Duchess Kate has been listening to the insightful stories and unique experiences of some of the 100 finalists who appeared in the Hold Still: A Portrait of Our Nation in 2020 book, thanks to phone calls she conducted last autumn.
In the latest call shared with the public, the Duchess of Cambridge heard about the incredible community spirit in London's Hackney neighbourhood during the coronavirus pandemic through volunteer Sami Ayad. He had just moved to London when COVID-19 cases started to take off.
Sami, a PhD student in the United Kingdom, started volunteering at the Community Food Hub after his partner Helen, who works for the NHS through Great Ormond Street Hospital in London, contracted the novel coronavirus.
After she tested positive, the couple went into quarantine for two weeks. During the period of isolation, Sami noticed a woman from his window, who turned out to be Michelle Dornelly from the Community Food Hub. His flat overlooks the hub, which collects surplus food and provides it to those in need.
When his quarantine was finished, Sami went to find Michelle, who he says is the person who deserves thanks.
"She is unstoppable," the Rio de Janeiro native said. "She's got a heart of gold. She works so hard for her community."
He later called her a "force of nature" and spoke of her tireless efforts to help the Hackney community in need.
Sami said on the first day he went to the Community Food Hub, he happened to see photographer Grey Hutton, who was capturing images as part of receiving the National Geographic COVID-19 grant.
Grey snapped Sami while volunteering at the hub, and the photo ended up becoming one of the final 100 shots selected for the Hold Still book. The image is simply titled "Sami" and features the volunteer standing outside in a plastic apron and gloves and smiling at the camera. The picture is part of a larger collection that brings attention to the volunteer network in the borough.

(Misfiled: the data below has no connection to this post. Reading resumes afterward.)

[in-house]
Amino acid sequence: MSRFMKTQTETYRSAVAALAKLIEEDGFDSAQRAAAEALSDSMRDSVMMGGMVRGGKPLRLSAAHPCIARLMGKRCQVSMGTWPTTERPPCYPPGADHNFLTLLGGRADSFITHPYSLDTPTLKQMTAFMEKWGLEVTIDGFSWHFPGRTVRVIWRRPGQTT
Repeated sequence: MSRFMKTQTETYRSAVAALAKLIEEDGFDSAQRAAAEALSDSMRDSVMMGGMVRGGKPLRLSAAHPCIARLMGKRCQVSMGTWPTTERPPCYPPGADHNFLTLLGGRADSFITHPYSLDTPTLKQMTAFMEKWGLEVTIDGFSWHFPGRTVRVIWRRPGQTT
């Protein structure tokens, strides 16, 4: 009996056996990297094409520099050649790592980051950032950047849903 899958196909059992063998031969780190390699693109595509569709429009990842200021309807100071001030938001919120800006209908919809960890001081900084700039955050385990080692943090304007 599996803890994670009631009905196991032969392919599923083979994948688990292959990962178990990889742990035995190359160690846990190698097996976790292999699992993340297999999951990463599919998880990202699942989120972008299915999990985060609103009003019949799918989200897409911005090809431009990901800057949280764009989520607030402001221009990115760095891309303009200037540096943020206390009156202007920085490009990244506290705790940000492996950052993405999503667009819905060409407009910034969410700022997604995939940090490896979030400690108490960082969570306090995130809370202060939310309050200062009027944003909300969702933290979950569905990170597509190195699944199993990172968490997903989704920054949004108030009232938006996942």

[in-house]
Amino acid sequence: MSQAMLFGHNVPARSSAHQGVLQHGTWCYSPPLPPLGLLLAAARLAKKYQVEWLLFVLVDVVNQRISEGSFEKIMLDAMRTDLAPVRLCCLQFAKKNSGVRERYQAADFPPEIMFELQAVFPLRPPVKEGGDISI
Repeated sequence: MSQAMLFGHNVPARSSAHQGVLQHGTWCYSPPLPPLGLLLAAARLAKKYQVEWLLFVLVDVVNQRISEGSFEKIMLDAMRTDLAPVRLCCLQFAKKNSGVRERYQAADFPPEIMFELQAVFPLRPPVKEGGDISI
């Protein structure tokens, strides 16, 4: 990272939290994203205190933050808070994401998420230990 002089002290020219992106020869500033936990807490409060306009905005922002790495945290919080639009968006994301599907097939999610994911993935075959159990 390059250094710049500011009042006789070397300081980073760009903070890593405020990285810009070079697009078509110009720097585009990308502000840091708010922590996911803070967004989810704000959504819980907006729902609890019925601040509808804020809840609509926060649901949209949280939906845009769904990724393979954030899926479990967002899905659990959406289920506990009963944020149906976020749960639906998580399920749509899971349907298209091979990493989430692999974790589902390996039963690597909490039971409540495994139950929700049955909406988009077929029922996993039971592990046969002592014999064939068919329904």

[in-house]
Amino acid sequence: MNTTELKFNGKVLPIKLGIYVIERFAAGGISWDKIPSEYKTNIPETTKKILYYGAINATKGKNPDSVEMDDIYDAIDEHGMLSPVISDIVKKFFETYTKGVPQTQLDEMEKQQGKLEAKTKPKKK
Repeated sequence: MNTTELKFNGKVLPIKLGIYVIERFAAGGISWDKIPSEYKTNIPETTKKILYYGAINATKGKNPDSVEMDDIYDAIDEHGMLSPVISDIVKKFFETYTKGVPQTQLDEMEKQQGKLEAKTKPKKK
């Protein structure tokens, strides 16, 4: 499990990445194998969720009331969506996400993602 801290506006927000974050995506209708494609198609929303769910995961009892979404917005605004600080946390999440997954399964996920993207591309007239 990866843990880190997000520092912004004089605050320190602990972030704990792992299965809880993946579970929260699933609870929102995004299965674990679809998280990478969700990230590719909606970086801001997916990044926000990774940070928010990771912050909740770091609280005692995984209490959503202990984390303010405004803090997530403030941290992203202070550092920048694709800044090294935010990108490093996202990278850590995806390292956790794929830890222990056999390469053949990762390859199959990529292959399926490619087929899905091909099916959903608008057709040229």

"Sami, your story is really fascinating and this is what the whole reason for doing this was, really – to highlight stories like yours, and to really highlight the amazing work out there," said Kate. "So, I'm really glad that Grey submitted your photograph."
The mom of three added the pandemic had exacerbated the existing need for services such as the hub in the community.
"I learned so much from my time there – to connect to the other volunteers, that's for life, you know?" Sami agreed. "I also learned the power of empathy, compassion and community."
Sami spoke of the fond memories of community he created during his time in the U.K. and how he will cherish them.
"And that's what really, really made me appreciate the U.K.," Sami said after Kate talked about how he was at the heart of the British community. "Having that, because it was such a deep connection, like on a human level that transcends where you're from. It's all about seeing other people as people, that was magic."
Sami, who is originally from Sudan but raised in Brazil, returned home to his family in Rio. But before he left the U.K. he was able to meet Kate and Prince William at the launch of the Hold Still community exhibition at Waterloo Station in October 2020. He hopes to settle with his partner in Australia and he would like to have the opportunity to visit Michelle at the Community Food Hub in the future.
In the previous phone call, the Duchess of Cambridge chatted with Gimba, a ward nurse at Whipps Cross Hospital in East London. Her friend Hassan Akkad took her portrait when she was on her lunch break.
During the battle with COVID-19, Gimba's mother, who lives in Nigeria, became ill and was hospitalized. Gimba was unable to see her due to travel restrictions. Gimba told Kate she was committed to her patients and did not want to take any time off.
"It was hard, but it's a job I love to do because the patients need us," Gimba told the duchess during the moving phone call.